by Esfandyar Batmanghelidj
On Aug. 29 the US Treasury added 28 Iranian individuals and entities to its ever-expanding sanctions list. Expectedly, Tehran denounced the decision.
“They are in conflict with the spirit of talks. They are unconstructive in my opinion,” said Iranian President Hassan Rouhani during an Aug. 30 news conference broadcast on State TV.
“We should resist such an aggression with all might and power,” he said. “We consider some of the sanctions crimes against humanity.”
This is not the first time the United States has imposed sanctions on Iran since the historic interim nuclear deal achieved between Iran and the P5+1 (US, UK, France, Russia, China plus Germany) in November 2013, but Rouhani’s words mark a shift in Iran’s reaction. The Iranian president spent considerable time decrying the sanctions in a harsher tone than ever before. Rouhani was sending a message to the United States.
US sanctions on Iran, which have been consistently expanded by Congress and executive orders since 1997, have become so byzantine that they are hindering the activities of countless businesses, Iranian or multinational. The net of financial sanctions has been crafted with such a tight mesh that even harmless, routine trade is constrained and sanctioned.
In concrete terms, the Office of Foreign Assets Control (OFAC), the body responsible for the enforcement of trade and financial sanctions, has extended its regulations to such a degree that many Iranian private businesses are struggling to survive as basic business functions have become nearly impossible. Iranian Banks cannot easily send or receive money abroad, especially if that money needs to be converted into dollars for the transaction, or if the funds must pass through a major bank that conducts significant US business. Airlines cannot readily purchase parts, or refuel in foreign countries. Factories cannot easily secure the inputs of production, or sell their goods overseas. The fact that any private business remains in Iran at all is a testament to the wherewithal of Iranian executives and technocrats.
One could argue that the challenges facing Iran’s business community are offset by the fact that Iran is back at the negotiating table. But Iran expressed a willingness to negotiate before the harshest sanctions were imposed, and the direct consequences of OFAC’s actions have also led to considerable human suffering that could take years to remedy.
When banks, airlines, and factories cannot readily engage in their basic operations, three groups suffer: consumers, employees, and shareholders. In Iran, as in all countries with a private sector, these three groups represent the constituencies of civil society. When sanctions impact banking, it precipitates inflation and currency devaluation that wipes out the real value of savings accounts, leaving families broke or in a state of uncertainty. When sanctions hit airlines, passengers are left boarding ageing and poorly maintained aircraft. Although the US claims it is not targeting average Iranians, financial sanctions constrain factories that process food, manufacture medicines, or refine oil, leaving consumers with ever-increasing prices for basic goods like bread, antibiotics, and gasoline.
Since 2006, when the Iran Sanctions Act was strengthened and extended, Iran’s Consumer Price Index increased from about 40 points to 195 points in 2013, according to data from the Central Bank of Iran. Similarly, the Producer Price Index shot up from its record low of 153 points in 2008 to almost 550 points in June 2014. Most troublingly, monthly food inflation has averaged 38% for the last two years and has only recently begun to stabilize.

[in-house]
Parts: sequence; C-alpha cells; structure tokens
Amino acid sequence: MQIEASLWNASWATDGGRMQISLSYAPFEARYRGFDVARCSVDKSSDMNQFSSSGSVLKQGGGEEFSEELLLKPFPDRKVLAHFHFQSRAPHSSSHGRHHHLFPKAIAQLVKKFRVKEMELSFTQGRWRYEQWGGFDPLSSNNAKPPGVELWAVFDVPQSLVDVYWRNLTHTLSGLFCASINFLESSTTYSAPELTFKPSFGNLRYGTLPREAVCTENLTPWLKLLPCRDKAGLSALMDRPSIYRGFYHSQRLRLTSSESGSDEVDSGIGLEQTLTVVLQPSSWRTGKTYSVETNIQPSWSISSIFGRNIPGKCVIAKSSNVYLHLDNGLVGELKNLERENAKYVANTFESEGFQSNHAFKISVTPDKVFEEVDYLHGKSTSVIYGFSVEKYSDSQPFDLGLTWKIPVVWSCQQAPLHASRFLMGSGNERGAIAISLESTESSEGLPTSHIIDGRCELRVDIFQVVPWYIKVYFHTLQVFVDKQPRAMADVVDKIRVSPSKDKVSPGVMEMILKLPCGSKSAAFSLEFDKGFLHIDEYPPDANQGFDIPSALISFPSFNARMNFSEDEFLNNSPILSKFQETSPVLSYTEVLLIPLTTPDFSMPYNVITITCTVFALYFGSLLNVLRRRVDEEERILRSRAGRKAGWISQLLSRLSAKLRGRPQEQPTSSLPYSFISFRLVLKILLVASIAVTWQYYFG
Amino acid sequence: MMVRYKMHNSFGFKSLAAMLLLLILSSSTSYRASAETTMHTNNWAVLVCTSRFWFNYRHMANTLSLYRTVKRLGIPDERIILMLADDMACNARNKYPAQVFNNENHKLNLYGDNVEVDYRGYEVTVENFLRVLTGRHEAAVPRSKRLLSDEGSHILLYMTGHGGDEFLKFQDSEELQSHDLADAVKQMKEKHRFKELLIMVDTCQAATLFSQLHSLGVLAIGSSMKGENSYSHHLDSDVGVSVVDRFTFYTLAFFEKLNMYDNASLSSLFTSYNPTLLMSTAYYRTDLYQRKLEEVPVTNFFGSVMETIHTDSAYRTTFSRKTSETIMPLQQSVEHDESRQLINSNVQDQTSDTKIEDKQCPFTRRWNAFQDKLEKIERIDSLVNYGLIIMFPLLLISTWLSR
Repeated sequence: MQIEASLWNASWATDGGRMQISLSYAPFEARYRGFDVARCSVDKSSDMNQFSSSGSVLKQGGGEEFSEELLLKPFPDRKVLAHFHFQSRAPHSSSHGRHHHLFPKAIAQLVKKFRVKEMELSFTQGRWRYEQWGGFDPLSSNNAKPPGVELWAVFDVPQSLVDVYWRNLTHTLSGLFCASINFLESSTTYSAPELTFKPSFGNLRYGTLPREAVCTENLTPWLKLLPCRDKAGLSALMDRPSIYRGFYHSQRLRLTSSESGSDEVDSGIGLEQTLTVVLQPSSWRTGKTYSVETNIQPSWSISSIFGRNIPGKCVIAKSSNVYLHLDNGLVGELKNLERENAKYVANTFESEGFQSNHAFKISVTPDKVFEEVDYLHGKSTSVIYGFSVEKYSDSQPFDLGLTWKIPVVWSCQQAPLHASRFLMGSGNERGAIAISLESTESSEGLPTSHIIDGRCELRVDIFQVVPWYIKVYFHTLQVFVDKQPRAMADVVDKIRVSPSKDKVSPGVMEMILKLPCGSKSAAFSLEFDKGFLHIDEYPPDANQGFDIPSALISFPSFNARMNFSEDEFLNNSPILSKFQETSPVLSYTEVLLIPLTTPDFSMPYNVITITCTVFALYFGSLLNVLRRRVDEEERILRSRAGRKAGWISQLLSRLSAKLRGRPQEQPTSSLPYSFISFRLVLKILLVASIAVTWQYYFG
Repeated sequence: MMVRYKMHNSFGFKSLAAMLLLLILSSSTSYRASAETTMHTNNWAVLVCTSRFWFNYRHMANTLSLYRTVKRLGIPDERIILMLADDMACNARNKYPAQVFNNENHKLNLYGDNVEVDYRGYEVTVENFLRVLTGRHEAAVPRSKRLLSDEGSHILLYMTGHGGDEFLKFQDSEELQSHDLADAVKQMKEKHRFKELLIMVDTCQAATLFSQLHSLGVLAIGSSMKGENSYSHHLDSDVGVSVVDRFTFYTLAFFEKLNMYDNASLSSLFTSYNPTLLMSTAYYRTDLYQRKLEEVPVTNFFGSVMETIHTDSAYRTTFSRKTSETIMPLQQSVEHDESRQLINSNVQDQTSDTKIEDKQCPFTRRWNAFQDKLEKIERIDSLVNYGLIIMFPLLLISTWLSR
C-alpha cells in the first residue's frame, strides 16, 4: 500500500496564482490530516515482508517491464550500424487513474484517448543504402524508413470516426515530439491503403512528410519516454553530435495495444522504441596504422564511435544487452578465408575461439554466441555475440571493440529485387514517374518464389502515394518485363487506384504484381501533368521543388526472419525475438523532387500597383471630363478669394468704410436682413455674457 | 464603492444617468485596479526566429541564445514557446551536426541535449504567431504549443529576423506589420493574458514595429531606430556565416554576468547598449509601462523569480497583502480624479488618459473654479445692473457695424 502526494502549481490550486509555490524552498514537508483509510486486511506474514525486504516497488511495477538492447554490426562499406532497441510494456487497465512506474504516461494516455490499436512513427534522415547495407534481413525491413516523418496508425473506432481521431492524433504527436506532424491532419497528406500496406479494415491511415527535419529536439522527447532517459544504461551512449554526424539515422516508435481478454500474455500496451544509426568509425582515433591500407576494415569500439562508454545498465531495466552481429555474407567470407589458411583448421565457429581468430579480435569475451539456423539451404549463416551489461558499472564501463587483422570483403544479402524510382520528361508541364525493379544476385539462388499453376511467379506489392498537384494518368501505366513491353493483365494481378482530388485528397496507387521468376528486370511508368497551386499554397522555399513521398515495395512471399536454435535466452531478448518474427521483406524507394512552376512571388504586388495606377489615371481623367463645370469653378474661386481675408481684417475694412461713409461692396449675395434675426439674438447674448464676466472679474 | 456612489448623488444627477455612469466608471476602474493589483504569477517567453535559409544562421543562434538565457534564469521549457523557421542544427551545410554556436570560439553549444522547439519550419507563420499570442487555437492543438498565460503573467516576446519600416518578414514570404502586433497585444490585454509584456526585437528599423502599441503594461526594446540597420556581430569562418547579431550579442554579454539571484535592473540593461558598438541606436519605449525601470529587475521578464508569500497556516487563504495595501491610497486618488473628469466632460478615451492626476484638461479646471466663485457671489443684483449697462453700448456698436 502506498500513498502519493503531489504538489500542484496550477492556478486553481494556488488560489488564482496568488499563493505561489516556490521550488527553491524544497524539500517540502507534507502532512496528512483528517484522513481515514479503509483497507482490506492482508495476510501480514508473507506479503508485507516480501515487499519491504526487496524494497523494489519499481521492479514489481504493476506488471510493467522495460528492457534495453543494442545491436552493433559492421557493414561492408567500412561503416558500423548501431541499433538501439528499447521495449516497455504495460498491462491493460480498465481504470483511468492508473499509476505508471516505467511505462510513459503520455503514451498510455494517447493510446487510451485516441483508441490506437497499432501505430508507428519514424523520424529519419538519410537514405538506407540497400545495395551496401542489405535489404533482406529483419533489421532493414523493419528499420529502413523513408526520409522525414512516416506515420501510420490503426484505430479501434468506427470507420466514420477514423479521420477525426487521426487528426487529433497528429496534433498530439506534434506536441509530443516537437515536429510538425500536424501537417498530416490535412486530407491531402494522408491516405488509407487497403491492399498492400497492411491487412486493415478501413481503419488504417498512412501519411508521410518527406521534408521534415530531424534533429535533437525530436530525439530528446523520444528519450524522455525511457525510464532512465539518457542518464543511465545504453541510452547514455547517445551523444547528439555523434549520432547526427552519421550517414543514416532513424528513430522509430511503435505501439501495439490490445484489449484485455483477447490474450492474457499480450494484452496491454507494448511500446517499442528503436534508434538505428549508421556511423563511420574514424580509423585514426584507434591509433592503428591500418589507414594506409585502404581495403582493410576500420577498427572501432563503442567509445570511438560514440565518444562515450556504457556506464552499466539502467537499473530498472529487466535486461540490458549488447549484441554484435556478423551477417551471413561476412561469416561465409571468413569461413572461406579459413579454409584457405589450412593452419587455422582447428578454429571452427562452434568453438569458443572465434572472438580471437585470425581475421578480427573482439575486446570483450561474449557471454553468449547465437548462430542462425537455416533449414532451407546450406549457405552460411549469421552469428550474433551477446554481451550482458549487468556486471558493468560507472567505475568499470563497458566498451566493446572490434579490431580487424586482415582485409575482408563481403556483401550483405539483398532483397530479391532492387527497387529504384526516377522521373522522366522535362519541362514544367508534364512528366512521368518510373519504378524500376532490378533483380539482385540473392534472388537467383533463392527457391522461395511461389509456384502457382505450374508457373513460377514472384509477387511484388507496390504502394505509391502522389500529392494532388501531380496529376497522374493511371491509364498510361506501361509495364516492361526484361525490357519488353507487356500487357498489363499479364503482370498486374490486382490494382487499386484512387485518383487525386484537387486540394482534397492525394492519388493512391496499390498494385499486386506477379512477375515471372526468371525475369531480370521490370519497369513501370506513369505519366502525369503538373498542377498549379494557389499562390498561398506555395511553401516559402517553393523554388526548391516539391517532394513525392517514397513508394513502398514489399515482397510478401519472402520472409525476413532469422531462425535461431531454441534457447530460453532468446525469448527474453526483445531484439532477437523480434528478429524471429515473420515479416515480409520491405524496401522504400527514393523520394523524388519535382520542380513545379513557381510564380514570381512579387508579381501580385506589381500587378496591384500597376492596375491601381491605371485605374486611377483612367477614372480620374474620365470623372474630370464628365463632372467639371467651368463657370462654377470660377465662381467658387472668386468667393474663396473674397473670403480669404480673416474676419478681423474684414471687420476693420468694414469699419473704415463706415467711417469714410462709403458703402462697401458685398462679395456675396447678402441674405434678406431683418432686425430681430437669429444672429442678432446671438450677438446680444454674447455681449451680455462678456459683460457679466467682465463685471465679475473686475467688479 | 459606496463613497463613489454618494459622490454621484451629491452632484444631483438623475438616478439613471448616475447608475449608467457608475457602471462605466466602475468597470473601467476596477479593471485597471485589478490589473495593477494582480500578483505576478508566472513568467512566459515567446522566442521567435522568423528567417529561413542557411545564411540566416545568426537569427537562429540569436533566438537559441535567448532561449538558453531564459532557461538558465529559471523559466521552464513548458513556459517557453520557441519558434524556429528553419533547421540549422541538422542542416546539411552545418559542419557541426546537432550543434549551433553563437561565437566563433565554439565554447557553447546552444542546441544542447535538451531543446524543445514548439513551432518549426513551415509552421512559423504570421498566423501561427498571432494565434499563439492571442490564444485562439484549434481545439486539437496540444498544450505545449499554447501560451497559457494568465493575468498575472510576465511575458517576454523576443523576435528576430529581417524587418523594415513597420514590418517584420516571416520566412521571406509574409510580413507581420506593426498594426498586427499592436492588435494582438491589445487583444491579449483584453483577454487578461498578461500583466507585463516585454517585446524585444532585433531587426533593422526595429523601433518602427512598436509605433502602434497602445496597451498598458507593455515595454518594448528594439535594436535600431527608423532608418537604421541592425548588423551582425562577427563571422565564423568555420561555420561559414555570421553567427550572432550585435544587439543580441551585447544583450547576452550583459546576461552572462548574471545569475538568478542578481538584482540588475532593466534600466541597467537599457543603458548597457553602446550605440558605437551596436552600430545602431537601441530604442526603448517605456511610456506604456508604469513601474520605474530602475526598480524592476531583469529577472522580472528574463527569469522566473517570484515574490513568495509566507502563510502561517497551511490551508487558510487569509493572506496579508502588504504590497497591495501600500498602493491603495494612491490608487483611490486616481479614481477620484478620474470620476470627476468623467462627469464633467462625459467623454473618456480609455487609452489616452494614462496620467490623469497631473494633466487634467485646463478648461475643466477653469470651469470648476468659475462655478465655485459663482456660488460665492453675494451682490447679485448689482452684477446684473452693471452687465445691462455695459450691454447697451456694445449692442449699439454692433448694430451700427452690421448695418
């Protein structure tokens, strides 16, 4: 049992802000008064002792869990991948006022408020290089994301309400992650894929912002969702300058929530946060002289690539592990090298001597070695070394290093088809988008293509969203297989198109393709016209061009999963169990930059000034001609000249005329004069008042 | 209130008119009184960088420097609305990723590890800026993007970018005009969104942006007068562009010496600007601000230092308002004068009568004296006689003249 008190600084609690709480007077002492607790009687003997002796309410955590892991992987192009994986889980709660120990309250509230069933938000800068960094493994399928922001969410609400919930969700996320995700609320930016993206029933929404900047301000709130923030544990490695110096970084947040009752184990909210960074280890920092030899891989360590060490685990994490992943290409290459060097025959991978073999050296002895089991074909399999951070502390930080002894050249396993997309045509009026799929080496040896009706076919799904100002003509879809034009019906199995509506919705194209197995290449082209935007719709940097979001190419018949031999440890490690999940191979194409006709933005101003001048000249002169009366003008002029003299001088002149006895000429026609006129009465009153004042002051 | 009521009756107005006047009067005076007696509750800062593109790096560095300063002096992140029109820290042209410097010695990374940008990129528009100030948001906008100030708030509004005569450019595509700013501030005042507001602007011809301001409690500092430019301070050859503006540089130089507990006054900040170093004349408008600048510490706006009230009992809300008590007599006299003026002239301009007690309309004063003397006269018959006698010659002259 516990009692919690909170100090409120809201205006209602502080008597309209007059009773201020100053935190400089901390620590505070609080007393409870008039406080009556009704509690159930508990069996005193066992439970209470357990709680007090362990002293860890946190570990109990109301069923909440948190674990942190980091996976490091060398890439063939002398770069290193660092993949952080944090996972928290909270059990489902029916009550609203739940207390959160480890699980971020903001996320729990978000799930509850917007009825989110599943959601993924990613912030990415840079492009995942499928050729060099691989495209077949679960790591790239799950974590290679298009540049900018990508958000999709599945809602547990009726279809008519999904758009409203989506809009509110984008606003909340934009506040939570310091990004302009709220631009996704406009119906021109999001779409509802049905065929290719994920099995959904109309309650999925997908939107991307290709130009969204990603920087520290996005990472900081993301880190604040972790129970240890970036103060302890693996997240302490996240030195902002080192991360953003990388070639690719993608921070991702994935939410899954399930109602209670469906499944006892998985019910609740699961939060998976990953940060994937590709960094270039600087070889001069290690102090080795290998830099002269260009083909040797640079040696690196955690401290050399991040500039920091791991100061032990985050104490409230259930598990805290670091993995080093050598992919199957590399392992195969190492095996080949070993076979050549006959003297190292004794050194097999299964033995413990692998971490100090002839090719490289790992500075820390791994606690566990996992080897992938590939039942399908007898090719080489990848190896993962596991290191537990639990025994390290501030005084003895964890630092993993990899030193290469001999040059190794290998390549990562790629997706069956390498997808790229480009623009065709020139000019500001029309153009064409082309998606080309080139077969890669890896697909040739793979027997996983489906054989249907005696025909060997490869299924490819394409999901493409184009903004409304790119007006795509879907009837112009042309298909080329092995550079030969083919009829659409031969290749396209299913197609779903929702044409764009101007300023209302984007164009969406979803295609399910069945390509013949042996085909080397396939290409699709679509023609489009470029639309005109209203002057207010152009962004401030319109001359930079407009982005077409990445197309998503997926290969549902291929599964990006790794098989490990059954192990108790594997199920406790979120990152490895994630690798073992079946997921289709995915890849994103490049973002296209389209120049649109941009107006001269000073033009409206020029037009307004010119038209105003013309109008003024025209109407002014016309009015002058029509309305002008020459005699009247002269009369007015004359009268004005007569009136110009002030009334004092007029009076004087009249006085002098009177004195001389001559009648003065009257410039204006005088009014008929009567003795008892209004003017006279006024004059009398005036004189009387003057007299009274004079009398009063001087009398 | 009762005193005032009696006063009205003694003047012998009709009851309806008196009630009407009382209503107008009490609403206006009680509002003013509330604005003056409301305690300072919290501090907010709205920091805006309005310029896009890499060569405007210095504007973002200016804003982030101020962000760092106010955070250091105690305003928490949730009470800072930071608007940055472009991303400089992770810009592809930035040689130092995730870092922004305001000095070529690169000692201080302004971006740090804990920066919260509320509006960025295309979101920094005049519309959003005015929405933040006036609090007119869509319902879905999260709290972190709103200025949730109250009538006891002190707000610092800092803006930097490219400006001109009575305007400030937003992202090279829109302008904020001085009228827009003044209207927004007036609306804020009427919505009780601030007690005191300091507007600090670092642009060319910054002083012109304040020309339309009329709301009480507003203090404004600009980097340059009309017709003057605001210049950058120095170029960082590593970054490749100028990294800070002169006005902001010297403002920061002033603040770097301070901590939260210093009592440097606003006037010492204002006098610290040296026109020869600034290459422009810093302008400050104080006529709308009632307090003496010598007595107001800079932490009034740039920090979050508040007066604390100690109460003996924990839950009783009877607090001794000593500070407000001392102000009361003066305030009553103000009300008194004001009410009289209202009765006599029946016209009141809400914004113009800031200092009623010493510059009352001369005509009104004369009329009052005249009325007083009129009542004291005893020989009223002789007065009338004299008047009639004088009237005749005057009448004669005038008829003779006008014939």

As a result, sanctions harm civil society, which we in the West claim to cherish as the foundation of moderate politics. Compounding Iran’s problems, unemployment creeps upward, and business owners cease investing in growth and innovation because they have to search for ways to preserve their wealth, which leads to capital flight. According to the World Bank, Iran’s economy shrank by nearly 6% in 2013. Although last year’s interim nuclear deal, the Joint Plan of Action, offered Iran modest sanctions relief, Iranians, especially the middle class, are still struggling to lead normal lives. Today Iran’s economy remains closer to the brink of collapse than to recovery.
So as OFAC has strengthened its position, sanctioning individuals and business entities while demanding record fines from entities that have long traded with Iran—European banks in particular—the Iranian people have unduly suffered. This has not been unknown to policymakers in Washington. Countless papers from think tanks, academic institutes, and government offices have highlighted the ways in which sanctions have harmed ordinary Iranians. But the collateral damage seemed justified during the overlapping Ahmadinejad and Bush presidencies, when there was no hope for détente.
Yet the presidential election of Rouhani last year paved the way for a new era in US-Iran relations. The cautious optimism was boosted by the interim nuclear agreement. Now the role of OFAC must come under greater scrutiny. President Barack Obama has clearly expended immense effort and political capital to push forward the negotiations since Rouhani became president. Yet OFAC and its agents take extraordinary measures to sanction companies, many of whom claim they have done nothing more than try and survive in an impossible economic and regulatory environment. Should OFAC tow the line of anti-engagement proponents in Congress and hawkish advocacy groups, we may be condemned to a further decade of antagonism with Iran, the resilient and capable partner sorely needed in a region descending into chaos.
Photo Credit: Behroz Khosravi/Fars